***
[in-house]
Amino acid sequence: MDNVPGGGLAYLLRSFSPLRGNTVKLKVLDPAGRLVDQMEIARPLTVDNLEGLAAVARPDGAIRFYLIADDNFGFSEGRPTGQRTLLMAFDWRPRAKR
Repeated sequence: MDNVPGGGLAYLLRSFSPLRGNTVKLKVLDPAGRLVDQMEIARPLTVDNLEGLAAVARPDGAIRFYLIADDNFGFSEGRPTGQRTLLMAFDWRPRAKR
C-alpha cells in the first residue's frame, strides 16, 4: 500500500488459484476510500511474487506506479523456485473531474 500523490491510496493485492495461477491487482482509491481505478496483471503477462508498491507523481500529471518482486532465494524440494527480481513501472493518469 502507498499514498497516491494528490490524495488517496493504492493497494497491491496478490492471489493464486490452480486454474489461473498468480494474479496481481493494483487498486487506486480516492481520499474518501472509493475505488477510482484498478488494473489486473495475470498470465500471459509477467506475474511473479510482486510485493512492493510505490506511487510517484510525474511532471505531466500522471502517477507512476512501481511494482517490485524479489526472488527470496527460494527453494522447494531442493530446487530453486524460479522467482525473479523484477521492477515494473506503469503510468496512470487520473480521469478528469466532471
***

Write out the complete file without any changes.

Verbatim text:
[in-house]
Amino acid sequence: MDNVPGGGLAYLLRSFSPLRGNTVKLKVLDPAGRLVDQMEIARPLTVDNLEGLAAVARPDGAIRFYLIADDNFGFSEGRPTGQRTLLMAFDWRPRAKR
Repeated sequence: MDNVPGGGLAYLLRSFSPLRGNTVKLKVLDPAGRLVDQMEIARPLTVDNLEGLAAVARPDGAIRFYLIADDNFGFSEGRPTGQRTLLMAFDWRPRAKR
C-alpha cells in the first residue's frame, strides 16, 4: 500500500488459484476510500511474487506506479523456485473531474 500523490491510496493485492495461477491487482482509491481505478496483471503477462508498491507523481500529471518482486532465494524440494527480481513501472493518469 502507498499514498497516491494528490490524495488517496493504492493497494497491491496478490492471489493464486490452480486454474489461473498468480494474479496481481493494483487498486487506486480516492481520499474518501472509493475505488477510482484498478488494473489486473495475470498470465500471459509477467506475474511473479510482486510485493512492493510505490506511487510517484510525474511532471505531466500522471502517477507512476512501481511494482517490485524479489526472488527470496527460494527453494522447494531442493530446487530453486524460479522467482525473479523484477521492477515494473506503469503510468496512470487520473480521469478528469466532471